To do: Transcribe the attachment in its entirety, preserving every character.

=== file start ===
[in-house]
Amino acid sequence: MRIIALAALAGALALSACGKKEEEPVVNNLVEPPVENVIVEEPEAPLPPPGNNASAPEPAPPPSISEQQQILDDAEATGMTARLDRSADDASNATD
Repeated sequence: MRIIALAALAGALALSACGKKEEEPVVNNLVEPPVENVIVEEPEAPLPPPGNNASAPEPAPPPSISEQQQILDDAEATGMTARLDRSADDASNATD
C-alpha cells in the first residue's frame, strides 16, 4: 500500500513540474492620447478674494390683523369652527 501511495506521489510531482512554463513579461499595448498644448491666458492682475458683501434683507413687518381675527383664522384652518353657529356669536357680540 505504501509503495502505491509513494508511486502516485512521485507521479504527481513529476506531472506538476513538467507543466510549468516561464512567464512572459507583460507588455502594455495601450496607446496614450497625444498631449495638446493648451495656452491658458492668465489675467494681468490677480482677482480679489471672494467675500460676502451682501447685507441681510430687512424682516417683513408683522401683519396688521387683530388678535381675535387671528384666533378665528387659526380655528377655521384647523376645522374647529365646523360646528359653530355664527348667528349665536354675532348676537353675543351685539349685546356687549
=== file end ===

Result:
[in-house]
Amino acid sequence: MRIIALAALAGALALSACGKKEEEPVVNNLVEPPVENVIVEEPEAPLPPPGNNASAPEPAPPPSISEQQQILDDAEATGMTARLDRSADDASNATD
Repeated sequence: MRIIALAALAGALALSACGKKEEEPVVNNLVEPPVENVIVEEPEAPLPPPGNNASAPEPAPPPSISEQQQILDDAEATGMTARLDRSADDASNATD
C-alpha cells in the first residue's frame, strides 16, 4: 500500500513540474492620447478674494390683523369652527 501511495506521489510531482512554463513579461499595448498644448491666458492682475458683501434683507413687518381675527383664522384652518353657529356669536357680540 505504501509503495502505491509513494508511486502516485512521485507521479504527481513529476506531472506538476513538467507543466510549468516561464512567464512572459507583460507588455502594455495601450496607446496614450497625444498631449495638446493648451495656452491658458492668465489675467494681468490677480482677482480679489471672494467675500460676502451682501447685507441681510430687512424682516417683513408683522401683519396688521387683530388678535381675535387671528384666533378665528387659526380655528377655521384647523376645522374647529365646523360646528359653530355664527348667528349665536354675532348676537353675543351685539349685546356687549